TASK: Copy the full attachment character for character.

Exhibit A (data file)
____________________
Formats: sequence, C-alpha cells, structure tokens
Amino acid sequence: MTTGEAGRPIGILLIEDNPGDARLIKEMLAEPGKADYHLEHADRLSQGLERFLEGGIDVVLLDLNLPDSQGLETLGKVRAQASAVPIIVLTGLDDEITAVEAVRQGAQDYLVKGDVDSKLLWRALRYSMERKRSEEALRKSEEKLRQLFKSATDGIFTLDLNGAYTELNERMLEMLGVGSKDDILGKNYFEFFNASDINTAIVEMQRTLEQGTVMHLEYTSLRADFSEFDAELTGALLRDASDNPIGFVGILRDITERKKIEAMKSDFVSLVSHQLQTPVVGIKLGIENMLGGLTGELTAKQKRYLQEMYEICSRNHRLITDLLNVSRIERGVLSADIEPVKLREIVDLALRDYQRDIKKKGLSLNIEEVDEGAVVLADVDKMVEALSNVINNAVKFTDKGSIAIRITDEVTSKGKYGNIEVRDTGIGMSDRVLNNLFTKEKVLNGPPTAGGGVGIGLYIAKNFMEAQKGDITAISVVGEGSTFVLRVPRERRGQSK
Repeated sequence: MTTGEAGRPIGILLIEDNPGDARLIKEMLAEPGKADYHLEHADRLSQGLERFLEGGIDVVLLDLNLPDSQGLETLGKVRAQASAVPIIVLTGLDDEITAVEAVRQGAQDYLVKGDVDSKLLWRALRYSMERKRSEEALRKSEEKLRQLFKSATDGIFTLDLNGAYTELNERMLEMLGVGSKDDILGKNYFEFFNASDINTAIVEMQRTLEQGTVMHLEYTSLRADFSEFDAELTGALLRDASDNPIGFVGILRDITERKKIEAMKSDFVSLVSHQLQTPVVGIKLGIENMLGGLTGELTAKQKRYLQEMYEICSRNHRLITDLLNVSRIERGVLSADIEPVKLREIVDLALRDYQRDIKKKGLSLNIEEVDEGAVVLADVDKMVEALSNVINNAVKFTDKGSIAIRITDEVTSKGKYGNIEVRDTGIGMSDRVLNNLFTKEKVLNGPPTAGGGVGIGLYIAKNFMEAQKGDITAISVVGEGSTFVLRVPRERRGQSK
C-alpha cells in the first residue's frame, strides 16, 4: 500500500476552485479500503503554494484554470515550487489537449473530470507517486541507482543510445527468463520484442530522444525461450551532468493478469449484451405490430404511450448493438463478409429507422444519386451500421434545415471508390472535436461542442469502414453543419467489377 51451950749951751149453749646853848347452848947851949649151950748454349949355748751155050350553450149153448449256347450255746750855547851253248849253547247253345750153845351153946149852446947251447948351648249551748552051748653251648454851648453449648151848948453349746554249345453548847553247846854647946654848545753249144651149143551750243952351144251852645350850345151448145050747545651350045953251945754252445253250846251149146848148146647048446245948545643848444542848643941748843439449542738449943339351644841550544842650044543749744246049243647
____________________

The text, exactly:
Formats: sequence, C-alpha cells, structure tokens
Amino acid sequence: MTTGEAGRPIGILLIEDNPGDARLIKEMLAEPGKADYHLEHADRLSQGLERFLEGGIDVVLLDLNLPDSQGLETLGKVRAQASAVPIIVLTGLDDEITAVEAVRQGAQDYLVKGDVDSKLLWRALRYSMERKRSEEALRKSEEKLRQLFKSATDGIFTLDLNGAYTELNERMLEMLGVGSKDDILGKNYFEFFNASDINTAIVEMQRTLEQGTVMHLEYTSLRADFSEFDAELTGALLRDASDNPIGFVGILRDITERKKIEAMKSDFVSLVSHQLQTPVVGIKLGIENMLGGLTGELTAKQKRYLQEMYEICSRNHRLITDLLNVSRIERGVLSADIEPVKLREIVDLALRDYQRDIKKKGLSLNIEEVDEGAVVLADVDKMVEALSNVINNAVKFTDKGSIAIRITDEVTSKGKYGNIEVRDTGIGMSDRVLNNLFTKEKVLNGPPTAGGGVGIGLYIAKNFMEAQKGDITAISVVGEGSTFVLRVPRERRGQSK
Repeated sequence: MTTGEAGRPIGILLIEDNPGDARLIKEMLAEPGKADYHLEHADRLSQGLERFLEGGIDVVLLDLNLPDSQGLETLGKVRAQASAVPIIVLTGLDDEITAVEAVRQGAQDYLVKGDVDSKLLWRALRYSMERKRSEEALRKSEEKLRQLFKSATDGIFTLDLNGAYTELNERMLEMLGVGSKDDILGKNYFEFFNASDINTAIVEMQRTLEQGTVMHLEYTSLRADFSEFDAELTGALLRDASDNPIGFVGILRDITERKKIEAMKSDFVSLVSHQLQTPVVGIKLGIENMLGGLTGELTAKQKRYLQEMYEICSRNHRLITDLLNVSRIERGVLSADIEPVKLREIVDLALRDYQRDIKKKGLSLNIEEVDEGAVVLADVDKMVEALSNVINNAVKFTDKGSIAIRITDEVTSKGKYGNIEVRDTGIGMSDRVLNNLFTKEKVLNGPPTAGGGVGIGLYIAKNFMEAQKGDITAISVVGEGSTFVLRVPRERRGQSK
C-alpha cells in the first residue's frame, strides 16, 4: 500500500476552485479500503503554494484554470515550487489537449473530470507517486541507482543510445527468463520484442530522444525461450551532468493478469449484451405490430404511450448493438463478409429507422444519386451500421434545415471508390472535436461542442469502414453543419467489377 51451950749951751149453749646853848347452848947851949649151950748454349949355748751155050350553450149153448449256347450255746750855547851253248849253547247253345750153845351153946149852446947251447948351648249551748552051748653251648454851648453449648151848948453349746554249345453548847553247846854647946654848545753249144651149143551750243952351144251852645350850345151448145050747545651350045953251945754252445253250846251149146848148146647048446245948545643848444542848643941748843439449542738449943339351644841550544842650044543749744246049243647